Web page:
Little Transparency After Three Rounds of NAFTA Renegotiations

Negotiators from Canada, Mexico, and the United States met behind closed doors for the third round of NAFTA renegotiations in late September, leaving the general public in the dark about how issues were discussed and without any opportunity to provide input.

The first three rounds of negotiations of the North American Free Trade Agreement (NAFTA) lacked transparency, as countries have kept trade positions secret and excluded civil society participation. Although Canada proposed including stakeholder negotiation days, the US and Mexico opposed this inclusion. CIEL has demanded that transparency, public participation in negotiations, and stronger environmental regulations be prioritized in the new NAFTA.

One unsurprising outcome was the confirmation that Parties’ negotiating positions will be kept confidential for four years, unless a Party chooses to disclose its position earlier. Government briefings about these negotiations are generally limited to cleared advisors — people who disproportionately represent industry interests. This all but guarantees that civil society will be excluded from meaningful involvement in any stage of these negotiations, while giving big business a seat at the table. This sets NAFTA up to pander to corporate interests at the expense of people, planet, climate, health, and human rights.

Transparency should not be a radical idea; it’s been done before. During the EU-Mexico trade deal negotiations, the European Union made their positions public by publishing them after each negotiation round. This transparency allows the public to know what is going on and to ensure that their interests are being taken into account.

Of particular concern is the Investor-State Dispute Settlement (ISDS) provision. This chapter allows multinational corporations to sue governments for unlimited sums, including the loss of future expected profit. Corporations claim that government laws and policies hinder their NAFTA rights, like “fair and equitable treatment.” This means that taxpayer dollars are going to corporations because regulations, like environmental and public health policies, interfere with their ability to make a profit. Social organizations in the US, Mexico, and Canada have all opposed the inclusion of ISDS in NAFTA.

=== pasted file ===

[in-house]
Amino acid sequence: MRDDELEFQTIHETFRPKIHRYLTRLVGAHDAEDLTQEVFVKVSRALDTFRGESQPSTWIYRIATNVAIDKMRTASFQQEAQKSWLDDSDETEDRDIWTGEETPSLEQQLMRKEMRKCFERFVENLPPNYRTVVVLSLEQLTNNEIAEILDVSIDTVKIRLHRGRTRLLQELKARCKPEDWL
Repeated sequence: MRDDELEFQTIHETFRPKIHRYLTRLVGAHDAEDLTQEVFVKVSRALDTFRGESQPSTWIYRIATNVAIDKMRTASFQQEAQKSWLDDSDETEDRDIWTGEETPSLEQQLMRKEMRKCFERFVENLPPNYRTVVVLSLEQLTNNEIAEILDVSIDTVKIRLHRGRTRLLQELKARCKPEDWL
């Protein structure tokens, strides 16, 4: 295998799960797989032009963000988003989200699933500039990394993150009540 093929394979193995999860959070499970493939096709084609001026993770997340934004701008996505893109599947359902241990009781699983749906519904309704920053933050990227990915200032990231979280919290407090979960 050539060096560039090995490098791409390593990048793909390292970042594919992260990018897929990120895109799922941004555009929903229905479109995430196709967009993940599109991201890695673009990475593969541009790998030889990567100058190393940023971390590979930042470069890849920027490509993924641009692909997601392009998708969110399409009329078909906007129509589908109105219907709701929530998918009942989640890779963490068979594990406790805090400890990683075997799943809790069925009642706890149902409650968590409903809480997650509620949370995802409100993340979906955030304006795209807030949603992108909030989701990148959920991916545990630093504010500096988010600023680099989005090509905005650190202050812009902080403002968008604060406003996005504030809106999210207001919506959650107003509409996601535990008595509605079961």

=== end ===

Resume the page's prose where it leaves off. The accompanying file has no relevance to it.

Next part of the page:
For example, Colombia denied the company Eco Oro a permit to mine in a fragile wetland ecosystem that provides fresh water for millions of people. Unhappy with the country’s decision to protect its people, Eco Oro took Colombia to court through the ISDS system for millions of dollars in lost potential profits.

Further, in El Salvador, the company Pacific Rim sought a mining extraction permit, but the government refused to grant it. Pacific Rim went on to sue El Salvador for lost profits and used ISDS protections for their claim. Even though the tribunal ruled against Pacific Rim, El Salvador still spent $12 million taxpayer dollars to defend itself against the lawsuit. CIEL has supported local communities in their defense of their right to water in these cases and in a similar case in Romania.

There’s no doubt that the world has changed since the treaty’s creation in 1994. Technological advancements and changing opinions on social issues emphasize the need to revisit many topics, like economic equality and climate change. How negotiators engage with these issues will determine if a new NAFTA makes any substantive steps towards not just free but better trade within North America. Without access to information and the opportunity for public input, these negotiations bode poorly for an improved NAFTA that promotes trade that protects people and the planet – and may instead worsen the treaty.

More than 200,000 people have signed a petition against the inclusion of ISDS in the new NAFTA. CIEL, along with these supporters, will be watching the outcomes of the NAFTA renegotiations carefully to ensure transparency, equality, and human rights are upheld for the future of trade and the environment.

By Maddie Bridge, Communications Intern

Originally posted on October 2, 2017